But others are less weak of knee about it. They would rather enjoy the over-performing, under-the-radar transfers that attract less headlines but are more effective. Big Brands feel more like block capitals shouting in a world which needs more lower-case thought.
This isn’t curmudgeonly cynicism, rather it is just a different way of seeing the world, one that is more grounded, rather than seeking big thrills from big buys. It is a different philosophical outlook, one much less obsessed with purchases.
But we know that transfer news is now more popular than actual football and that in turn means the prospect of acquisition is more interesting than the acquisition itself. It’s a weird development, but every football website’s most popular page is transfer gossip, and look at the timeline underneath any club’s announcements that are not about a transfer (and even those which are) and all you’ll see is a litany of demands for more purchases, or questions as to why there are not any so far. No-one is demanding the reserves be coached better so they can get into the first team. No-one is asking for the existing squad to be organised differently and to play more effectively as a unit. No. The only cure for lack of success is buying players. The ‘bigger’ the player, the better. That is the Big Brand outlook.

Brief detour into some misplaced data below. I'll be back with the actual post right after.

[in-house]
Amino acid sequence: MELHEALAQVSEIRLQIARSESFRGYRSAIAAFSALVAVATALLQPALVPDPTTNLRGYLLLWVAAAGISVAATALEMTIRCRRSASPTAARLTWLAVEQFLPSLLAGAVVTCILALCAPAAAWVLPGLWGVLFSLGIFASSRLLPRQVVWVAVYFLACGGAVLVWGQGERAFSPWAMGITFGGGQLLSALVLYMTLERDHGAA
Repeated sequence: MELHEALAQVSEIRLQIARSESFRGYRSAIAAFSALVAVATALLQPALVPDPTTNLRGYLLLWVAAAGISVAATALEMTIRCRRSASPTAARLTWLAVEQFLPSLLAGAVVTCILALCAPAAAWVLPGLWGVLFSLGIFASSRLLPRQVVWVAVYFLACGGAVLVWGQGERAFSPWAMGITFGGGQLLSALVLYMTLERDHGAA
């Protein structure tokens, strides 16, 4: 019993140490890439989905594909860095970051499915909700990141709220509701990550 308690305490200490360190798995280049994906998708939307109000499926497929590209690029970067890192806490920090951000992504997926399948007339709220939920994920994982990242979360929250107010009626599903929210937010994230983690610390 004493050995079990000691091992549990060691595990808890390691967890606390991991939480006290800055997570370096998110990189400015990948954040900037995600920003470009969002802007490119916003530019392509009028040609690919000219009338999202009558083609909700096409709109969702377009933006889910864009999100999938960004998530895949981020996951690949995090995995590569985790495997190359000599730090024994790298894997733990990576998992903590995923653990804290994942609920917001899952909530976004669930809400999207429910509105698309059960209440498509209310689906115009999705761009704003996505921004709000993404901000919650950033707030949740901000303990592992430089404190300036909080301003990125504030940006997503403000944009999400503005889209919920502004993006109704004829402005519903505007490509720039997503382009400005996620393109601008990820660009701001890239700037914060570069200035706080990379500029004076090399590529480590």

This isn’t surprising when shopping is relentlessly sold to us as the road to nirvana. It is inevitable that football reflects that. So buying a Big Brand like Bale means you’re on the up and ambitious. Look at you Spurs, with your fancy new turbo footballer parked on the driveway.
Of course, reality only rarely lives up to our imaginings and fantasies. The fast, expensive and glamorous new car you hoped would make you seem more sexy and your life more successful, gets stuck in traffic jams just like everyone else’s. And it did not turn you into a sex God because everyone knows you are still just you – in a new car.
Quickly, the allure of the new purchase evaporates to be replaced by craving a new Big Brand purchase which can once again offer the illusory transformative promise.
The speculation about their arrival and their purchase is the peak of the mountain. As soon as they arrive, due to being set on a pedestal, it is likely all downhill with occasional upward blips. Not that they always turn out to be expensive inanimate wheelbarrows of flesh, like Joelinton or Alexis Sanchez – far from it – but imagination is more powerful than reality in delivering the goods.
And reality soon bites. Bale is apparently out injured for at least a month, by which time the anticipation of his transformative powers will either be so huge you’ll be able to see them from space, or the thrill of his signing will have already evaporated, replaced by demands for someone else.
Indeed, one of the defining characteristics of the Big Brand mentality is how little it seems to satisfy in anything other than the short term. Perhaps that is inevitable if you love the thought, talk and potential of transfer targets more than the actual transfers themselves.